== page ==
A hybrid event of readings, bands and DJs, organized by Roland Pemberton. Strobe lights flickering across an informal, late night.
By Jay Winston Ritchie
I know James Goddard mostly from his solo project Skin Tone and as a member of the not-for-profit, volunteer-run show-booking collective Loose Fit, though he seems to be involved in many other projects, and apparently writing poetry is one of them. He opened the night with six colloquial and poignant pieces. His last and most memorable poem flipped the activist slogan “I can’t breathe”—words spoken by Eric Garner as he was murdered by NYPD officer Daniel Pantaleo—to a litany of “I can breathe”, shifting the narrative from victimhood to resistance and adding emotional nuance to a story that usually comes out cold and detached in news media. It left me breathless.
On the heels of a great poetry reading was a great Twitter feed reading. Rachel Shaw read selected tweets from her @rachelmshaw account (formerly @G4RFI3LD, or something). My favourites were:
the sad thing is, I really do want to stay home and earn six figures online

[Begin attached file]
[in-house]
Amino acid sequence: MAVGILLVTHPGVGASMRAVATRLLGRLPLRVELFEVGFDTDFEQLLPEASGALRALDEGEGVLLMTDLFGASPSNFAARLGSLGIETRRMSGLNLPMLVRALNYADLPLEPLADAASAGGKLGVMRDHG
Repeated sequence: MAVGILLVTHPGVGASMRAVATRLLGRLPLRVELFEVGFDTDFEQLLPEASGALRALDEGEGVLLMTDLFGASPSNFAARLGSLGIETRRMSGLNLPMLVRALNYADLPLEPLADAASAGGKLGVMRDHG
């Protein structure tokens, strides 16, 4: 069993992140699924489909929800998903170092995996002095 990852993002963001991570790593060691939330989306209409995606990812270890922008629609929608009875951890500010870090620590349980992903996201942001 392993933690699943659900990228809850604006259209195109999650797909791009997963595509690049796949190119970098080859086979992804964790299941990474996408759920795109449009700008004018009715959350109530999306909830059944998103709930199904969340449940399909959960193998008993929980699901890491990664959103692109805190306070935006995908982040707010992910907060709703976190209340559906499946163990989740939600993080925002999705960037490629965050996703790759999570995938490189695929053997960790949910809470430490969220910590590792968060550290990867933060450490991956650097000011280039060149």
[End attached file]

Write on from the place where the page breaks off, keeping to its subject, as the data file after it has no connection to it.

Always the corpse, never the bride
Pimp My Grave
Klara du Plessis read an excerpt from her Metatron Prize-shortlisted manuscript Hell Light Flesh, a long poem with visceral imagery and dark humour. She ended with a bilingual poem, using false friends (homonyms across languages) between English and Afrikaans–her first language–to create an exceptionally multivalent work.
Julie Mannell ended “the culture portion of the night” with a long introduction to a short poem by an eight-year-old girl she used to babysit. The poem was written after her (the eight-year-old’s) dad wouldn’t let her use his iPad after he promised her she could. Full of vitriol and panache, the poem casts aspersions on patriarchal authority while questioning late capitalism’s prioritization of work over play, concluding with a promise to her unborn children to be a less despotic parent.
Mannell’s own poem was an ode to aural poetry’s second cousin once removed: stand-up comedy. “Erasmus the Clown” was a sort of creepy, sort of lyrical exploration of the last 40 years of stand-up comedy and how they have influenced Mannell’s love life and poetic practice.
I left before She-Devils, Kid Aristides, DJ Maya Ignlis and the gracious host himself could perform because I was tired, but some friends texted me about a “dance afterparty” at Cabaret Playhouse while I was in an Uber on my way home, so I’m pretty sure the night came thru.
FOMO rating: I can breathe.